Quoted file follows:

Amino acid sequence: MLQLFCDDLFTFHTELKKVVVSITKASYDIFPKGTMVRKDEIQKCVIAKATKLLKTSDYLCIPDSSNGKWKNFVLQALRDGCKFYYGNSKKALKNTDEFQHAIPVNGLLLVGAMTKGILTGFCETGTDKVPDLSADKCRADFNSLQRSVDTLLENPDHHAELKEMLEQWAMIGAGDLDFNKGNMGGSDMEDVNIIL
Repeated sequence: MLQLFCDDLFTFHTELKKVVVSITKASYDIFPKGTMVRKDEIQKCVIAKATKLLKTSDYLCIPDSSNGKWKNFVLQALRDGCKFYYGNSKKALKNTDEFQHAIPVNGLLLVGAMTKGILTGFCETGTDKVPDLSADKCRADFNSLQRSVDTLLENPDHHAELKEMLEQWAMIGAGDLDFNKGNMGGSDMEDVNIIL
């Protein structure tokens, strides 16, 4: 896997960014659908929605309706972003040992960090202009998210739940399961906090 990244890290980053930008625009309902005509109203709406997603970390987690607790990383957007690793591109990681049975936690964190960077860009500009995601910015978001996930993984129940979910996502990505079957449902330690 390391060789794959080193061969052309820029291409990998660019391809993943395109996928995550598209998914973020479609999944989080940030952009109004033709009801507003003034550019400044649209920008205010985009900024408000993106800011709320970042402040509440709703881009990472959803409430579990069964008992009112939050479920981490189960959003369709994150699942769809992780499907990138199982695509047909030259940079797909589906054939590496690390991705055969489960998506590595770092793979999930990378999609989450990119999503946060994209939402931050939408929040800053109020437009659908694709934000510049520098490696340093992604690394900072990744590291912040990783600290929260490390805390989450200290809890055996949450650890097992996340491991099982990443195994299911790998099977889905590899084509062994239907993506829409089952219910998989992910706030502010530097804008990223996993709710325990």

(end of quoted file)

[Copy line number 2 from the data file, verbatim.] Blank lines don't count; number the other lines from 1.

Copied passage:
Repeated sequence: MLQLFCDDLFTFHTELKKVVVSITKASYDIFPKGTMVRKDEIQKCVIAKATKLLKTSDYLCIPDSSNGKWKNFVLQALRDGCKFYYGNSKKALKNTDEFQHAIPVNGLLLVGAMTKGILTGFCETGTDKVPDLSADKCRADFNSLQRSVDTLLENPDHHAELKEMLEQWAMIGAGDLDFNKGNMGGSDMEDVNIIL